Sayulita Mexico

Justin P. Moore, Lo de Marcos, Mexico with Surfboard, Feb 2014

This photo of me with my surfboard in Lo de Marcos has nothing to do with Empanadas. Unless perhaps I ate empanadas that morning in Sayulita. Which is entirely possible.

Back in Germany, I got to work perfecting my Empanada recipe

Sure they’re great with just apple, but adding fresh pineapple is mind-blowing. I love the tropical touch, which is a really powerful, nostalgic reminder of the my months spent living next to the beach in Mexico.

I suggest using a good, buttery vegan margarine. Don’t use cheap stuff, and try to find something that is recommended for baking. Cheaper margarines have too much water in them, and you’ll miss out on the rich, creamy flavor for your dough. In Germany I use Alsan, and in the U.S.A. Earth Balance makes some good stuff that will work for baking. (If you’ve got other suggestions for readers, please leave a comment below!)

Also, keep an eye on your goodies in the oven! If you overbake them, you’ll be disappointed by the texture. Since I’m really not that great of a baker, I actually take the empanadas out of the oven a minute or two before I think they’re done. A bit soft and chewy is always better than hard and dry! Keep fresh, hot empanadas covered or wrapped with a damp dishtowel so they don’t dry out, too. Oh, and always be careful with the first bite – I don’t even know how many times I’ve burned my tongue on blazing hot empanada filling!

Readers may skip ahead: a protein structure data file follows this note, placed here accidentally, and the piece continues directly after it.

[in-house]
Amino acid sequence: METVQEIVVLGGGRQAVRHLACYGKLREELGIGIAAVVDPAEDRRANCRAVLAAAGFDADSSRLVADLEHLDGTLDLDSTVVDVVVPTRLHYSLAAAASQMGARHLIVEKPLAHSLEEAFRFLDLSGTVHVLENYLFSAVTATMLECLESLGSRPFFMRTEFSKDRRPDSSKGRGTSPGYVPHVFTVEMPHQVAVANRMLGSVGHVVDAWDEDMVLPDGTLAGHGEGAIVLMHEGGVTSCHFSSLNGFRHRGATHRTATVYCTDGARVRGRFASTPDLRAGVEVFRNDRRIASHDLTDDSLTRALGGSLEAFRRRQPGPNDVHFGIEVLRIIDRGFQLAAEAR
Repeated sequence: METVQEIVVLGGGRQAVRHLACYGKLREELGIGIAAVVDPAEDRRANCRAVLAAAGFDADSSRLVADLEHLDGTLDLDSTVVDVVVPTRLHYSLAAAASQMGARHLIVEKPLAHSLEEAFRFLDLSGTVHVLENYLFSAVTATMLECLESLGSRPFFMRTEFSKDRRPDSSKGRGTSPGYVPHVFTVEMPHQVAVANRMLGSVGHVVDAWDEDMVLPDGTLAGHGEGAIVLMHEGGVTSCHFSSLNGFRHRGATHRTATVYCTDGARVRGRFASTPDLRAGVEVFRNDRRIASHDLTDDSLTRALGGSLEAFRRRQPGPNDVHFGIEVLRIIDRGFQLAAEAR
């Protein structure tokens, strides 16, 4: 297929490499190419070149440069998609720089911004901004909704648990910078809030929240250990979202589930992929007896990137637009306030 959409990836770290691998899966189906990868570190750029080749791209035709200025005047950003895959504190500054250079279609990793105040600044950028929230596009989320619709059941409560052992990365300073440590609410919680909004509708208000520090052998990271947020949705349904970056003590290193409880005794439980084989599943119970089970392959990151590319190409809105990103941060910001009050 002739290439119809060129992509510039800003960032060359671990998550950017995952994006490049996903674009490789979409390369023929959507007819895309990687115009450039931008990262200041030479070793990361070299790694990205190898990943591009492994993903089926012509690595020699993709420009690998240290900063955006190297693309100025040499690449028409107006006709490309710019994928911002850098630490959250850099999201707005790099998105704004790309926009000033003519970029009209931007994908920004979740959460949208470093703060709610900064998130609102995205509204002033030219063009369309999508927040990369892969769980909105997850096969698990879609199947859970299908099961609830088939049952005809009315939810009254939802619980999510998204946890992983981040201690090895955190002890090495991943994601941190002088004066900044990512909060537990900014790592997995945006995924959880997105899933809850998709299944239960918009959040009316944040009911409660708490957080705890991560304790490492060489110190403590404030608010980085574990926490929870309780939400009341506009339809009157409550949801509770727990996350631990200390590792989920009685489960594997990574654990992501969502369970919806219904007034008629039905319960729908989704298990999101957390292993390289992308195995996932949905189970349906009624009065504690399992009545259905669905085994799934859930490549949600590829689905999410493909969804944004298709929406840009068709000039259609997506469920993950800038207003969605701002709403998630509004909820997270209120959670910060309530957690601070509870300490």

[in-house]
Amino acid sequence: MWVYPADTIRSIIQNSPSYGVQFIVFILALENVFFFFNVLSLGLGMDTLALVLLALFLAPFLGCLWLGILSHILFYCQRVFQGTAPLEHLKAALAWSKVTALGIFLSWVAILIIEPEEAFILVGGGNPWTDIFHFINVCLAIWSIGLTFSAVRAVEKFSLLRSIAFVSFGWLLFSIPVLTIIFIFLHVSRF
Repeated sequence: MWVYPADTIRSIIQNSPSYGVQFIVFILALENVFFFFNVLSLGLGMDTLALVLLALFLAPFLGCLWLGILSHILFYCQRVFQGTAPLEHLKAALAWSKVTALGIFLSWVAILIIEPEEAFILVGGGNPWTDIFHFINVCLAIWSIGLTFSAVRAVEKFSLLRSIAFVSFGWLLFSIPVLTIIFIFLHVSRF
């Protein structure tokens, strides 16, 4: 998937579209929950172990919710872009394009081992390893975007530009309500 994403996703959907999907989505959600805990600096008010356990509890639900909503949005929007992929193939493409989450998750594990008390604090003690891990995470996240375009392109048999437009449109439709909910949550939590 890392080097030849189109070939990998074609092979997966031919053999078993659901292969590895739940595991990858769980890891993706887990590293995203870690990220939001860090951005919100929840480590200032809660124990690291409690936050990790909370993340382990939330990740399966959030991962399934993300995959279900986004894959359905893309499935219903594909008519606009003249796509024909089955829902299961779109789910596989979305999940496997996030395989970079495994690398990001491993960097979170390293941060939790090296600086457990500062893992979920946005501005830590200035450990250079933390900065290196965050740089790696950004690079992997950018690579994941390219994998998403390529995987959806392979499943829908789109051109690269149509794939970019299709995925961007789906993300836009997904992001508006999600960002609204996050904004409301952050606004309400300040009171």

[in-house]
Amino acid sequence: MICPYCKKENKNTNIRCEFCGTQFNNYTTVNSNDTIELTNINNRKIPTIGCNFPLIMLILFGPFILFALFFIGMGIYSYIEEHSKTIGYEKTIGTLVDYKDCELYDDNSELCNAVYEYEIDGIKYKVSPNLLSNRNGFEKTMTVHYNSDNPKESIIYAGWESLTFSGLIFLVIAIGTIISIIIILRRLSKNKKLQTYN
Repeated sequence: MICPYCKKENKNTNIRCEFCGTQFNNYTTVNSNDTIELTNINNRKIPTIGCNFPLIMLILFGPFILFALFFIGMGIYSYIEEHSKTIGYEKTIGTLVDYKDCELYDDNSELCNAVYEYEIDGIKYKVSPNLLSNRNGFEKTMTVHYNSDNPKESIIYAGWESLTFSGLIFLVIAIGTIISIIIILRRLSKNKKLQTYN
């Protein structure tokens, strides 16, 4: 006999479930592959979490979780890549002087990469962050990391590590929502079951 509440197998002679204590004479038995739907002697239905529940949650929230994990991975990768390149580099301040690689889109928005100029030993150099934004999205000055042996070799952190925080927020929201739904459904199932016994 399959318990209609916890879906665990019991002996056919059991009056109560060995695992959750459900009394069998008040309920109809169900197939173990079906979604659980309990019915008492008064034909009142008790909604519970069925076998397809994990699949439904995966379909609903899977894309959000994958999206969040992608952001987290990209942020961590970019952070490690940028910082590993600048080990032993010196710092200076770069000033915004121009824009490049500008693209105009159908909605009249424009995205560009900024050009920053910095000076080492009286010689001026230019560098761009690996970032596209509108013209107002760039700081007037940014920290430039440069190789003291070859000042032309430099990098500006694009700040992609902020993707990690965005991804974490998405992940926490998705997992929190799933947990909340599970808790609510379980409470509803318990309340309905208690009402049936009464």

Enjoy!

Apple Pineapple Empanadas

Empanadas de Manzana y Piña

recipe from The Lotus and the Artichoke – MEXICO!

makes 8 to 10 / time 45 min +

dough:

  • 3 cups (375 g) flour (all-purpose / Type 550)
  • 1 1/2 tsp sea salt
  • 1 Tbs sugar
  • 1/4 tsp baking powder
  • 8 Tbs (110 g) margarine
  • 3/4 cup (180 ml) cold water
  • 2 Tbs soy milk or rice milk for glaze optional
  1. Combine flour, salt, sugar, baking powder in large mixing bowl.
  2. Cut margarine into thinly sliced pieces and add to bowl. Using hands, knead margarine into flour mix.
  3. Gradually add in cold water, continue kneading a few minutes until dough is rubbery and smooth. If needed use slightly more flour or water.
  4. Pull and form into 8–10 equal sized balls and return to bowl. Cover and let sit 20 min.

apple & pineapple filling:

  • 2 medium apples peeled, finely chopped
  • 1 cup (140 g) pineapple finely chopped
  • 1/2 tsp cinnamon ground
  • 1 Tbs sugar
  1. Combine chopped apples and pineapple with cinnamon and sugar in large bowl. Mix well.